On the 4th of August, the sacred fabric, though encircled by flames, was still standing ; and Titus called a council of his generals to deliberate upon its fate. Besides Titus, there were present the six most prominent personages of the army ;-namely, Tiberius Alexander, the second in command ; Sextus Cerealis, the commander of the 5th legion ; Larcius Lepidus, of the 10:h; Titus Phrygius, of the 15th ; Fronto of Liturnum, who led the Alexandrian cohorts ; and Marcus Antonius Julianus, the Procurator of Judæa. Some cried impetuously, “Down with the Temple to the ground !” for that it was the very heart and centre of the whole rebellion. Others advised more guardedly, that, if abandoned by the Jews, it should be preserved; but if converted into a citadel or military position, it ought to be razed. Titus expressed his opinion, that the sanctuary, whatever use might be made of it by the Jews, ought, for their own sake, to be saved as & monument of their prowess. Alexander, Cerealis, and Fronto expressed their concurrence in this view, and the majority therefore favoured the preservation of the Temple. Orders were given for preventing the conflagration from reaching the sanctuary, and to clear the ground for an assault upon the platform on which it stood. The Romans were occupied the rest of the day upon these works; and the Jews, dejected by the destruction of the cloister, did not venture upon a renewal of hostilities.

The 5th of August, a day of ominous import, dawned upon the besieged. It was on that very day that the Temple of Solomon had been burnt by Nebuchadnezzar. Was the Temple of Herod to share the same fate on the same day? The partisans of John and Simon * showed no superstitious dread of it; for their courage, which had slumbered all the day before, now rose to its highest pitch ; and at eight o'clock in the morning, sallying from the eastern gate, they rushed down upon the Roman legionaries. The Romans formed in close rank, and, armed with large shields, stood like a wall to receive their charge ; but the Jews poured down in ever-increasing numbers, and would have prevailed, had not Titus, who was on the lookout from the remaining tower of Antonia, hastened with his chosen guard to their relief. Narrow as the space was, it is said that even a body of cavalry rode in amongst the Jews, and trampled them down. The contest was a severe one, and it was not till one o'clock in the day that the Jews, exhausted and overmatched, were driven back, and again shut up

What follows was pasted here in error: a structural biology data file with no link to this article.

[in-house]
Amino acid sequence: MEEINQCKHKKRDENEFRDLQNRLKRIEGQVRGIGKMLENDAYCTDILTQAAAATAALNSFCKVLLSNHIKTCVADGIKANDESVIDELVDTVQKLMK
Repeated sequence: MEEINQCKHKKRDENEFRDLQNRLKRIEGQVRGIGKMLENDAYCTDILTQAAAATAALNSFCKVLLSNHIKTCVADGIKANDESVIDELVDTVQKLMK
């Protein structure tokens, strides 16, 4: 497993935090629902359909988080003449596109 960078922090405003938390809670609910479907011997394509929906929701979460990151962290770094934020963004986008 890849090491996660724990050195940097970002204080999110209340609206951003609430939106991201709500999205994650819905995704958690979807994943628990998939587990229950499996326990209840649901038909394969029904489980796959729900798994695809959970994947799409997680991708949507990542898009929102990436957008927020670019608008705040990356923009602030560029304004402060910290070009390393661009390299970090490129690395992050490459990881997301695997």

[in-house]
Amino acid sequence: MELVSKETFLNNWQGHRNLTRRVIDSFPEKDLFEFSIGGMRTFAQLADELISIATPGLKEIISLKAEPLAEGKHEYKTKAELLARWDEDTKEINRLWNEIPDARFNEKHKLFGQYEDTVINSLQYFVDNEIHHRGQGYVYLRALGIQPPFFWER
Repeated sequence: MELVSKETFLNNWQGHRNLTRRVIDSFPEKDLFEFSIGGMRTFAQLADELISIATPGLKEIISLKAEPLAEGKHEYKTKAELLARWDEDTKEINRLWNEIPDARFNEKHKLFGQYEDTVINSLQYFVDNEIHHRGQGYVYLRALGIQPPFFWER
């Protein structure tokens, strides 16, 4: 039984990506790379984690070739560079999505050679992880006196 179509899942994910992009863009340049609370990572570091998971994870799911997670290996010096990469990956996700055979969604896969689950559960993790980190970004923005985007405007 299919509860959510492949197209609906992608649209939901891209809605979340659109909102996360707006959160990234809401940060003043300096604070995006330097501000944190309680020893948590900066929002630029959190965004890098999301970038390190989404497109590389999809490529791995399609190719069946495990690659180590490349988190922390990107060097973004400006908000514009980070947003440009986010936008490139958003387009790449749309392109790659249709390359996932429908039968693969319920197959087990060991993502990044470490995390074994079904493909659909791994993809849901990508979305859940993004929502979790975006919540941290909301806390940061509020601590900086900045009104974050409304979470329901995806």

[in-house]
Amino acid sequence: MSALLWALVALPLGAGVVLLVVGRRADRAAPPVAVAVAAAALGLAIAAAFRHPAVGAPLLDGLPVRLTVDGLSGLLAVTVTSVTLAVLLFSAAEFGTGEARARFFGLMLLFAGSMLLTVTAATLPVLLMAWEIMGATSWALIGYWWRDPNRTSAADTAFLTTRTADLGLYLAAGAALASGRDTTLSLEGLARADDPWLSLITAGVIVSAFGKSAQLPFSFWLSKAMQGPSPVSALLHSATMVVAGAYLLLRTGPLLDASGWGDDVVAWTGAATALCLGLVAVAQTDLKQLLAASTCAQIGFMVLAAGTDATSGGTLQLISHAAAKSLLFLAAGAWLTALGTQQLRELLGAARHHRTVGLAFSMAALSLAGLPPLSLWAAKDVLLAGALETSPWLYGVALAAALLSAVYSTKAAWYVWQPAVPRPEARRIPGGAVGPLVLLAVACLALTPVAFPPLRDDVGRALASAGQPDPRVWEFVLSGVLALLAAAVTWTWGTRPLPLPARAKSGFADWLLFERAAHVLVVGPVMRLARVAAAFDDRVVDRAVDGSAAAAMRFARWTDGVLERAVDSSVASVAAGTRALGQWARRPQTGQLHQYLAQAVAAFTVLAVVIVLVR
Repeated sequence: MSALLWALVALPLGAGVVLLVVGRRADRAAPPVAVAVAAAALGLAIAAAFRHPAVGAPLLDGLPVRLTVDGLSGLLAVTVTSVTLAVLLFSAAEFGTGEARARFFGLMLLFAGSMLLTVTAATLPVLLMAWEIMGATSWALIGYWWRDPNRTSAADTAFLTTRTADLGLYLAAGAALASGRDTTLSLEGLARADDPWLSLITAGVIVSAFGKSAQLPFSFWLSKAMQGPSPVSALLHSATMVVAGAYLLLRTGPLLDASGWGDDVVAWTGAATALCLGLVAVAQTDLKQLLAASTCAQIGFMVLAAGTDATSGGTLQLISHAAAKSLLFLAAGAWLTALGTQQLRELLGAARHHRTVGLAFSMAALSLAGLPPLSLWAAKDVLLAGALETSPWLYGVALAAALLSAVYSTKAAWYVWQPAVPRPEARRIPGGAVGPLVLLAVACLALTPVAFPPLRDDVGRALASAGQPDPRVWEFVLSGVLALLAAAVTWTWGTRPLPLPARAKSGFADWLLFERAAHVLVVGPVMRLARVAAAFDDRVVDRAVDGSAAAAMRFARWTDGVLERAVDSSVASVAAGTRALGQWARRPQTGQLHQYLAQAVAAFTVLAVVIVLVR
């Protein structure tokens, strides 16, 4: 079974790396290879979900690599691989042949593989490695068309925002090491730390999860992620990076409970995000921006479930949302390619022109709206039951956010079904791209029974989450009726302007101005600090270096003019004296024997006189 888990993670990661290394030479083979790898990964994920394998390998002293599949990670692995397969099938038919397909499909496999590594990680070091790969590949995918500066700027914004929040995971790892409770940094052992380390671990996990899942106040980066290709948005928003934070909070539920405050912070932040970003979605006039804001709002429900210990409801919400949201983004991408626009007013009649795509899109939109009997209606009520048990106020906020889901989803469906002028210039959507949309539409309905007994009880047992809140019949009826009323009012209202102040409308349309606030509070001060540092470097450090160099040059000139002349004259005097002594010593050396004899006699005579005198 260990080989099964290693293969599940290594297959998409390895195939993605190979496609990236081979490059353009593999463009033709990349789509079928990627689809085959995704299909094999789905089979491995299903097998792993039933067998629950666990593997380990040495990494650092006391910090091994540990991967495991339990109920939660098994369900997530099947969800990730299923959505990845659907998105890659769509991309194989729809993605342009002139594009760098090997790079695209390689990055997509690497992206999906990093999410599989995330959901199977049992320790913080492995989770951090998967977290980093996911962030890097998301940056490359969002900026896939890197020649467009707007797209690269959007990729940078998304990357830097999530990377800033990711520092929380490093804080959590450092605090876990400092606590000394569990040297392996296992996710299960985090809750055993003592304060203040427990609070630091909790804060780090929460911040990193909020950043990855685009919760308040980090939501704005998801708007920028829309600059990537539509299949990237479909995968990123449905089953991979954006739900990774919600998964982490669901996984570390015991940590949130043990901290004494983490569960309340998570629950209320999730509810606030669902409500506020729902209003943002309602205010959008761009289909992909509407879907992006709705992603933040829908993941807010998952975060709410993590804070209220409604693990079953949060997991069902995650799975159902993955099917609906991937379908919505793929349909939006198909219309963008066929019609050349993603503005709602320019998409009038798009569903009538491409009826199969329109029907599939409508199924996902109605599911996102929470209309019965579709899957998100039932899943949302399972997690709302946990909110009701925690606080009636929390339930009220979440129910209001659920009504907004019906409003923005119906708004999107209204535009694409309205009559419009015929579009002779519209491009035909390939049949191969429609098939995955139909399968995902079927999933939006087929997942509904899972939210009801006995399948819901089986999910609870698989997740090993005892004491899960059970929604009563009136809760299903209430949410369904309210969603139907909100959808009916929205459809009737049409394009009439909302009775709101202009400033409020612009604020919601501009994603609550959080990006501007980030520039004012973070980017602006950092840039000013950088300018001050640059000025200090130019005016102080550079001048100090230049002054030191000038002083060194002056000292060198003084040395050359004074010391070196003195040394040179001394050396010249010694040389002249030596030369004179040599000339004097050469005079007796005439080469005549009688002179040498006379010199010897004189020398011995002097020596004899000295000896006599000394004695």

within the walls of the Inner Temple.

Titus, having secured the victory to his troops, retired to his tent to repose himself after his fatigues. The troops proceeded to clear the ground; and, the enemy offering no resistance, they ascended the platform to extinguish the smouldering fires of the cloisters. All at once the indomitable bands of John and Simon, having recovered breath after the morning's exertion, rushed upon their foes and engaged in another death-struggle. At this moment a soldier, without orders, and actuated only by a spirit of revenge, seized a burning brand from the cloister, and, mounting on the back of a comrade, hurled it into the windows of one of the side chambers that enclosed the sacred fabric on the north. Ignition in the hot month of August was easy, and in a few minutes the flames were seen to ascend. A convulsive cry arose from the Jews, as they beheld their beloved Temple approaching its fate. They sprang to the rescue, but extinguishment was beyond human effort.

Tidings came to Titus in his tent that the Ternple was on fire; when he instantly started up, and, accompanied by his body-guard of spearmen, commanded by Liburnus, hastened to the spot. All the officers followed in his wake, and after them the legionaries en masse. Titus forced his way into the first court of the Inner Temple, the court of the women, and then into the second court, which contained the sacred fabric, and by shouts and gestures implored the assembled multitudes to assist in subduing the flames; but the clamour and din that reigned on all sides drowned his voice, and distracted attention from his gestures. The confusion was increased by the legionaries, who had climbed the ascent after him in a tumultuous body. The entrances to the upper platform were choked with men, and some fell and were trampled to death, and others were thrown down amongst the smouldering ruins of the cloister, and suffocated or burnt. Those who had reached the sanctuary paid not the least regard to the commands, or renonstrances, or even the threats, of Titus; but, instead of averting destruction from the holy pile, encouraged those before them to complete its destruction.

* These were heads of factions among the besieged.EDITOR.